Journey to London & Kensington Gardens

We made it!  In a rather untraditional fashion…

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… but we made it.  Yep, Amity and I hopped the pond on Kuwait Airways.  There’s a bit of a backstory, but that’s where it ended up.  We took a redeye from JFK to Heathrow, so we’d hoped we might be able to sleep for a good part of the flight, but that didn’t end up happening.

At least we had lots of good reading material to keep us entertained:

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I mostly looked at the pictures.  Anyway, the flight was kind of bizarre.  We couldn’t figure out the individual entertainment systems (and hardly anybody else could, either), so we couldn’t watch movies or anything.  They also served dinner at 1am our time, and then breakfast at 4:30am, so we didn’t sleep for too long at a time either.  Despite all that, it was over before we knew it, and we landed in London a little before noon local time.

Am and I caught a cab with a lovely and helpful taxi driver named Bradley James Copping (yup, for real), who dropped us off at our hostel in Bayswater.  We were a bit early for check in, but luckily we were able to store our luggage there, so we ditched that and went to walk around the city.  We really didn’t know where we were, but we just kept walking and turning as we felt like it, until we realized we were hungry and happened upon Toms.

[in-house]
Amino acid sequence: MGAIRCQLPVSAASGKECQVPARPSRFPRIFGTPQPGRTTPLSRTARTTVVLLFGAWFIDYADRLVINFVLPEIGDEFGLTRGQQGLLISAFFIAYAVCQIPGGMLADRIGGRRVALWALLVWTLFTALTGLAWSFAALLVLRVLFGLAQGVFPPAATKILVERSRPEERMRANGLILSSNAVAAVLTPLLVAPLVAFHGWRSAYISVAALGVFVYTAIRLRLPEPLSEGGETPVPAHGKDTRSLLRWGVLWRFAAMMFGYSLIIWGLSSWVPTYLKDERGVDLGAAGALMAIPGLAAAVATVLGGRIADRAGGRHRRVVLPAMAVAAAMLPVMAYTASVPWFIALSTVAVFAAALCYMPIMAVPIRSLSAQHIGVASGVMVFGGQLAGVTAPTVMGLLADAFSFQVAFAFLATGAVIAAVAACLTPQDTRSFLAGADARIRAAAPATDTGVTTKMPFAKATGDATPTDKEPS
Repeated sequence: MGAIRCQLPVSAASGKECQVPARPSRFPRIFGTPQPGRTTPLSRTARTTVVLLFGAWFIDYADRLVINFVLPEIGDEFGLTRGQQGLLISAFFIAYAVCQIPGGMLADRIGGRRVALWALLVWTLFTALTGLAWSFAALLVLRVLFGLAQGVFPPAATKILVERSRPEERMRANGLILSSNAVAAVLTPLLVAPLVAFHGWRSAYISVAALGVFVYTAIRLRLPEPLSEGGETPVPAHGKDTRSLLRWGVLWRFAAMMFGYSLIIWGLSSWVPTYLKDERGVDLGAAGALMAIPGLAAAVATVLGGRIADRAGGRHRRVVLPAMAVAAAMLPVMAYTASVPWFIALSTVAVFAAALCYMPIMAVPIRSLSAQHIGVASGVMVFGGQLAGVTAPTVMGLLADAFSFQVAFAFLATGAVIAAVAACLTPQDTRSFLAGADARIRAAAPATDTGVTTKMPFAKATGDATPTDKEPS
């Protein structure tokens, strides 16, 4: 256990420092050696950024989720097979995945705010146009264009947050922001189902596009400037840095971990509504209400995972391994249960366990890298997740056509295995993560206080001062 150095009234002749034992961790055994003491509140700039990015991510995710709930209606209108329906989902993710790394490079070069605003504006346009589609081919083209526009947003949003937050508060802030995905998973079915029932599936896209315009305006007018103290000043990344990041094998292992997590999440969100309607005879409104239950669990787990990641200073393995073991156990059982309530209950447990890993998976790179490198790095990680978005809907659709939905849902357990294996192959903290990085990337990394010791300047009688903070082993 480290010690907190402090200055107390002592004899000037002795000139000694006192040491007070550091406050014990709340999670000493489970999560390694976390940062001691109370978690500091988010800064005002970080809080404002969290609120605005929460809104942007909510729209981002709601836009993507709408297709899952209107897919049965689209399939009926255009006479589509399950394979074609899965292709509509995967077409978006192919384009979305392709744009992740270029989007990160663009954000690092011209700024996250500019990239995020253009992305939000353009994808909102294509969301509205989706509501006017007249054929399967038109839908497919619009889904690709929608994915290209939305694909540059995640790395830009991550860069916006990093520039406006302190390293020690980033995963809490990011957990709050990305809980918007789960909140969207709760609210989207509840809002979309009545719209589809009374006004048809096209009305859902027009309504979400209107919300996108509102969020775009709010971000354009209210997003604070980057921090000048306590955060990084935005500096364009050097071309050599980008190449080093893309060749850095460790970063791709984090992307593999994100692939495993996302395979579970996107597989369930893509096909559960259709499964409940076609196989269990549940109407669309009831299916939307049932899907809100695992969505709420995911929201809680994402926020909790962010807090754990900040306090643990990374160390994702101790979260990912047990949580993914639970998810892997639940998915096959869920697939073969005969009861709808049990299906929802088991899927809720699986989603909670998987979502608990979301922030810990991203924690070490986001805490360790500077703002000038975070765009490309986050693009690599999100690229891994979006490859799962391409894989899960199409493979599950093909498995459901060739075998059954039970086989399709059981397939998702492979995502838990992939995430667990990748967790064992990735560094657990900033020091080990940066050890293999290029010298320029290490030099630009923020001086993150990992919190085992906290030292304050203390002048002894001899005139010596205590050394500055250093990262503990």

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Toms is a cute little diner in Notting Hill, and it was most exciting because I’d actually heard of it before!  I’ve made a note of a handful of places in London that I’ve seen in articles or online, and I actually remembered this one, so it was fun to stumble upon it like this.  We had a tasty brunch, as well as some much needed coffee and tea.  Okay, Amity had tea and I had coffee.  I quite like tea, really, and I’m sure I’ll start drinking it more and more as I’m here, but I was tired and my American caffeine dependency has not faded yet.

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After we left Toms, we walked up Notting Hill Gate (the neighborhood’s big main road – although I had no idea that’s what it was called or where we were at the time) and into Kensington Gardens.

At this point it was 2 or 3pm local time, but we were starting to feel really jet lagged and Twilight Zone-ish, like we had no idea what time of day it was supposed to be.  So we decided that a little rest in the shade by the pond was a good idea.

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We sat and people-watched for a while (I’m getting used to it already, but at that point I still found it HILARIOUS to hear tiny children speaking with British accents, so that was fun), and then kept walking.

The park is very beautiful and expansive.  How expansive, you ask?  I’ll tell you, because I didn’t know, so I looked it up.  Kensington Gardens and Hyde Park together (they’re two halves of a big square park area) are roughly three-quarters the size of Central Park in NYC… so pretty big.  We didn’t cross into Hyde Park that day, though, so walking around the whole perimeter of Kensington Gardens was manageable.

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How’s that for duckweed, Dad?

We meandered along the different walkways and paths and Amity pointed out some of the things she’d seen during her brief visit to London a couple of years ago.  At one point we passed this bench, and I loved this sign on it: